If your model is small, I wouldn't think it would be a big deal. When you model your tables like that, you will see the real "fun" begin when you have to join everything back together with all of the association tables that are needed.

  4. #4
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    I actually created a separate address table in one of the largest databases that I designed from scratch.

    The developers hated that at first because it meant that they had to code one extra join for every address that they needed. They soon discovered that it meant that they could build one "address pannel" and simply pass it the appropriate address_id and get the display/edit of any address out of the way with one line of code.

    For me as a DBA it was even better, since all of the addresses were in one table... Any time we needed to make changes (such as zip code refreshes, mailing route updates, etc) there was only one place to hunt the little beggars down. This was a huge boon to me!

    I see data modeling and object modeling as closely related. If you can factor out a component object from your object model, then I think that you ought to factor it out from your data model too.

    -PatP

  5. #5
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    Ok thanks so much for the replies. On the flip side, i use the CSLA .NET framework for my business objects tier and that, rightly so, has the methodology of modeling the business objects as behavioural and not as derived classes per se. This does make for more repetitive coding (or code generation) as classes will share attributes but will be explicitly defined in each class, but it does mean the structure is well defined and easy to follow at the expense of bloat.

    I think from what people have said i will need to find a middle ground, perhaps i will have the following as it will fit well:

    Address Table:
    AddressID
    Address
    State
    Country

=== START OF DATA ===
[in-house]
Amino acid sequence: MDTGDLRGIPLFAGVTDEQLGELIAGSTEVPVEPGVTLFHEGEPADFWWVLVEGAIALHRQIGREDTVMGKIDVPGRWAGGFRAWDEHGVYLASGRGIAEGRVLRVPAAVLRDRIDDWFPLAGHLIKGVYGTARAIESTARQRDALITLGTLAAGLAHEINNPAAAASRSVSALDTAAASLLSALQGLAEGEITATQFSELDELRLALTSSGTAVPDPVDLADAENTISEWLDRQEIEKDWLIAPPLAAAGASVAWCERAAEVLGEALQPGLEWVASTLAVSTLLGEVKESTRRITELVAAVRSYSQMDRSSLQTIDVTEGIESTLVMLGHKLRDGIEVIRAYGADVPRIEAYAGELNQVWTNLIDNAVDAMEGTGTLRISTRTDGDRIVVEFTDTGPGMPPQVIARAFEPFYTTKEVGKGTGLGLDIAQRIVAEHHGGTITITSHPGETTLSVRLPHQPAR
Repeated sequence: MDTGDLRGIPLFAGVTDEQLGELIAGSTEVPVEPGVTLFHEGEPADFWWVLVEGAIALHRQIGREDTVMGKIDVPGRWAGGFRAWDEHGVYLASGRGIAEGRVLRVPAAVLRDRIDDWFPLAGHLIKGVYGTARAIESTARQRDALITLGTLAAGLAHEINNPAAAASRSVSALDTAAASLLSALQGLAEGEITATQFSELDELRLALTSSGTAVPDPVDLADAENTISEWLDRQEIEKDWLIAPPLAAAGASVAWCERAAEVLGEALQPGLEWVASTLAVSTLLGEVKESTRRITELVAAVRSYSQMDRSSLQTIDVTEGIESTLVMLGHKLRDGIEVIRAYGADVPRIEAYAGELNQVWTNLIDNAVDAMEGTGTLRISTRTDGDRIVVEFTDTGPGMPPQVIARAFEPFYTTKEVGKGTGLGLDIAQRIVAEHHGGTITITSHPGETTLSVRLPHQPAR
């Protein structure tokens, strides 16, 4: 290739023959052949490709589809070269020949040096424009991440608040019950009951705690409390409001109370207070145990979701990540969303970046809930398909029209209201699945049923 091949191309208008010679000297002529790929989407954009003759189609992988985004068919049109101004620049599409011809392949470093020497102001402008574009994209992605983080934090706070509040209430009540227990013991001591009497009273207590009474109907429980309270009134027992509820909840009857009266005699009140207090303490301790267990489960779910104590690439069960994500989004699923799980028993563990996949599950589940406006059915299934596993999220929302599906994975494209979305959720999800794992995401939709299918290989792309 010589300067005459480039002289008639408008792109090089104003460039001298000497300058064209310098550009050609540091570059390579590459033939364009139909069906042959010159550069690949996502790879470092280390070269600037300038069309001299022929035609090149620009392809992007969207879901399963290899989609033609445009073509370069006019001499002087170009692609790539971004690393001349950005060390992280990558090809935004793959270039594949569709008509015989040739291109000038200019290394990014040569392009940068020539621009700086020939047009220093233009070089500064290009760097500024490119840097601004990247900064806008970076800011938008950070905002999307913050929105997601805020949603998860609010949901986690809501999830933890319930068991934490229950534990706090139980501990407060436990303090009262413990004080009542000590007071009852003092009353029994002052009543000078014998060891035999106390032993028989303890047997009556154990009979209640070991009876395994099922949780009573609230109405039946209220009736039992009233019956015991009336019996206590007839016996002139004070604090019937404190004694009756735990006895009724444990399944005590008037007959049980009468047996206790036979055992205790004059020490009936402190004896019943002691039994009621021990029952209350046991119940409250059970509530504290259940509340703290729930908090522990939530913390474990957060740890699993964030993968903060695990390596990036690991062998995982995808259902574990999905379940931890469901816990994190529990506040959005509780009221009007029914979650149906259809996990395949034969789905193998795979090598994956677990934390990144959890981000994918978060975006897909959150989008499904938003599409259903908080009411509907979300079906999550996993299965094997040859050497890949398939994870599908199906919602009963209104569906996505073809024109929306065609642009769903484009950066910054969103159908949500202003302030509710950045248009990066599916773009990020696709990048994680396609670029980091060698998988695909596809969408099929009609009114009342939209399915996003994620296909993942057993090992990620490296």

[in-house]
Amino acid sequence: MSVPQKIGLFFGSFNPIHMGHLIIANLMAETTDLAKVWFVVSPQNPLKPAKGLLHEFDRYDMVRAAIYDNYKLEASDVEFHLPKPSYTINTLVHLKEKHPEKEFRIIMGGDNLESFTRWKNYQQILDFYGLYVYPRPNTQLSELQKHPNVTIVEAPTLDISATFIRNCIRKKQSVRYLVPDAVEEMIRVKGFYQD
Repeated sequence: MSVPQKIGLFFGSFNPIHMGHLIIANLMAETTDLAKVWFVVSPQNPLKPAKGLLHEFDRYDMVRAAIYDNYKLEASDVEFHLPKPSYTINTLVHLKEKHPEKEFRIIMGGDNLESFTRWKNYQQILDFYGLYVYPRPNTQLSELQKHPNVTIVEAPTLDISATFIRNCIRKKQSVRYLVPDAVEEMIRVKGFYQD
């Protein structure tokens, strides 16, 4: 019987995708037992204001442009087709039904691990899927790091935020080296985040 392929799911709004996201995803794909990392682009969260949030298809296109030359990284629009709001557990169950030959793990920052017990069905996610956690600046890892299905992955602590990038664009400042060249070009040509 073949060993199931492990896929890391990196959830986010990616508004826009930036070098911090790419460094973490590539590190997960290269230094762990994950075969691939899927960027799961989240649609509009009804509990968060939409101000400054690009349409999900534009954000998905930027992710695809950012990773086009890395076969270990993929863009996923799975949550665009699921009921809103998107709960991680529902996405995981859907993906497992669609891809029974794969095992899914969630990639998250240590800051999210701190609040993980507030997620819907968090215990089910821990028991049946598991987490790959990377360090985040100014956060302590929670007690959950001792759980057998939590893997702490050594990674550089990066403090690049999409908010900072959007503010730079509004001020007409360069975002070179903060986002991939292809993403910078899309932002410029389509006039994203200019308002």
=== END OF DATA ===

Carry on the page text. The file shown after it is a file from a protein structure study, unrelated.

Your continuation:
...etc

    EmployeesAddresses (PK on all columns)
    CustomerID
    AddressID
    EmployeeAddressType (Home, Work, next of kin)

    SuppliersAddresses (PK on both columns)
    SupplierID
    AddressID

    and so on, basically having the one address table and having independent tables hooking these addresses to the required tables, customers, suppliers, employees etc. Does that sound sensible?

    Really appreciate the help, i know some db design but im more software engineer than DBA! If i can help anyone with business objects or winforms front end code ill be glad to help.

    Cheers,

    Chris

  6. #6
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    I think that looks like a great design. I would be curious to see what both r937 and Pat think of it. I have questions of my own I would like to ask.

  7. #7
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    it works for me
    rudy.ca | @rudydotca
    Buy my SitePoint book: Simply SQL

  8. #8
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    I'm rather pragmatic... If it works for Chris, it works for me. The design itself looks quite workable to me.

    I'm hoping that the CustomerID in the EmployeeAddresses was supposed to have been an EmployeeID though!

    -PatP

  9. #9
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    Chris,

    What did you decide for the other entities? Did you get them yet?

  10. #10
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    You have suppliers and customers in separate tables.
    Can a supplier never be a customer, or vice versa?
    You should combine both these tables into a single table called "Businesses", which would eliminate your duplicate address problem, and maybe other problems as well.